• Consider financing or leasing options for your technology acquisitions

Financing is a great alternative to traditional funding sources. It lets you act quickly and does not negatively impact your budget. When choosing this path, you need to consider carefully the funding source. You need a source that is responsive and understands the nuances of acquiring new technology and has the expertise to meet your exact needs. One such company is NEC Financial Services.

NEC Financial Services has provided IT/communications finance solutions for more than 30 years and during that time has supported many companies in getting all their technology needs through flexible financing options. They start with a transaction team and use underwriting and financing contracts that are customizable to their clients’ needs. Their unique system enables them to create a better solution that ensures their clients have what they require to grow their business.

NEC Financial Services team offers several options for the financing and leasing of technology acquisitions. And, the best part? You can purchase various IT hardware, software and associated items from multiple vendors and have NEC create a financing package customized to your specific needs.

Some examples of the different financing and leasing approaches they offer that you will find are very different from a more traditional lender or bank:

  • Programs based on customer requirements – most organizations face the same business challenges that are not easily resolved with standard finance transactions. NEC Financial Services provides different types of programs based on customer requirements. From a purchase to own arrangement to an OPEX finance option, the program is designed to fit the business need. Including:
  • Terms to Protect Against Technology Obsolescence – for clients where obsolescence is a real issue, they can structure shorter terms so they can keep up with important technology updates to grow their business.  
  •  Maintenance Financing – option to finance one of the more expensive, yet critical components of a new technology purchase – maintenance.
  • Tech Refresh Lease – clients can get technology updated with a simple schedule as an addendum to the master lease or finance agreement. It’s easy and gives a customer an opportunity to keep on top of technology changes.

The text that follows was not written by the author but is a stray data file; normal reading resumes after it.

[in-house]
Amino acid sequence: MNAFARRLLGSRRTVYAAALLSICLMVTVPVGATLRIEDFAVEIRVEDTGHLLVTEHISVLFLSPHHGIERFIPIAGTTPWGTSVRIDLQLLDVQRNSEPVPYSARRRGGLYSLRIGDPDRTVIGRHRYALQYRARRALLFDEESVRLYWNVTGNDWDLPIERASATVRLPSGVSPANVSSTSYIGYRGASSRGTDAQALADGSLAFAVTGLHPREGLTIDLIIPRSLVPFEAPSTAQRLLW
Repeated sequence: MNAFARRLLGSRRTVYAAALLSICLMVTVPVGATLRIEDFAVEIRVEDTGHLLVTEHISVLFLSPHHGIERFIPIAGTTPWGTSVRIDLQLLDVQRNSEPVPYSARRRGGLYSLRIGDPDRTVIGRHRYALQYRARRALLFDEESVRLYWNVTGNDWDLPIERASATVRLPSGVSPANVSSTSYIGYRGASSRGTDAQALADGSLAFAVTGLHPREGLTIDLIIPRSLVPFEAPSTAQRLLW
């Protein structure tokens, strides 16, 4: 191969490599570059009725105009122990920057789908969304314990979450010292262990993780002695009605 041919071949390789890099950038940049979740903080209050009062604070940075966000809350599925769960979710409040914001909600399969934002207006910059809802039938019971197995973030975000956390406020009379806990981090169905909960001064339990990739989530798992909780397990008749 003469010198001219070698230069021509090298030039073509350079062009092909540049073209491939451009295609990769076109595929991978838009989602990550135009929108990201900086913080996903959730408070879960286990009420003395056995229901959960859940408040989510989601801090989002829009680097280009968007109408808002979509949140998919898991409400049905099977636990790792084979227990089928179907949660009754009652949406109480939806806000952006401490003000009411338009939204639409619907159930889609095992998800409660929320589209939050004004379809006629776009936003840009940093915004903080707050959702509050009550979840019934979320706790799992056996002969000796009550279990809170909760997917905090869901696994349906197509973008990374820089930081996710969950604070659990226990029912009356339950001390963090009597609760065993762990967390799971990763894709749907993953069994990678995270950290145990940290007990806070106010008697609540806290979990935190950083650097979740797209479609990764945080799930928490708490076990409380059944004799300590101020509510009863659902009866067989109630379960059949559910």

• Software Financing an option for leveling out investment costs versus having the initial capital investment cash flow impact the budgeting cycle.
  • Off Balance Sheet – many organizations find it more attractive to acquire technology as an operational expense, giving them additional financial benefits.
  • Driven by cash flow – if an organization has a specific budget amount they need to meet, NEC Financial Services will work to structure financing to accommodate that number.
  • Our job would be to align the budget expense to the cost of that technology over time. For example, with a $10K budget a month – the goal would be to get that number to $10K or less.
  • Beyond the traditional – NEC Financial Services designs financing options to ensure that clients can receive funding for their technology upgrades and investments, even during the installation or implementation phases. Many times this can be accomplished through various offerings that include direct and working capital loans or structured financing.

In addition to the financing options, NEC Financial Services also provides asset tracking. They find that many of their clients require a more robust asset tracking system than they have in-house. They can track assets by jurisdiction, county, state, and zip code, taking the burden from their clients while providing added value.

NEC Financial Services goal is to support their clients’ ongoing business growth through long-term relationships. They make great efforts to understand client’s business requirements and growth strategies so that they can structure finance options to meet their needs and successfully implement their plans.

Technology is in NEC Financial Services DNA – especially since they are a division of NEC which was named as one of the 50 most innovative companies in 2016. They are truly committed to providing excellent service to their clients to ensure they are able to get the technology they need to remain competitive.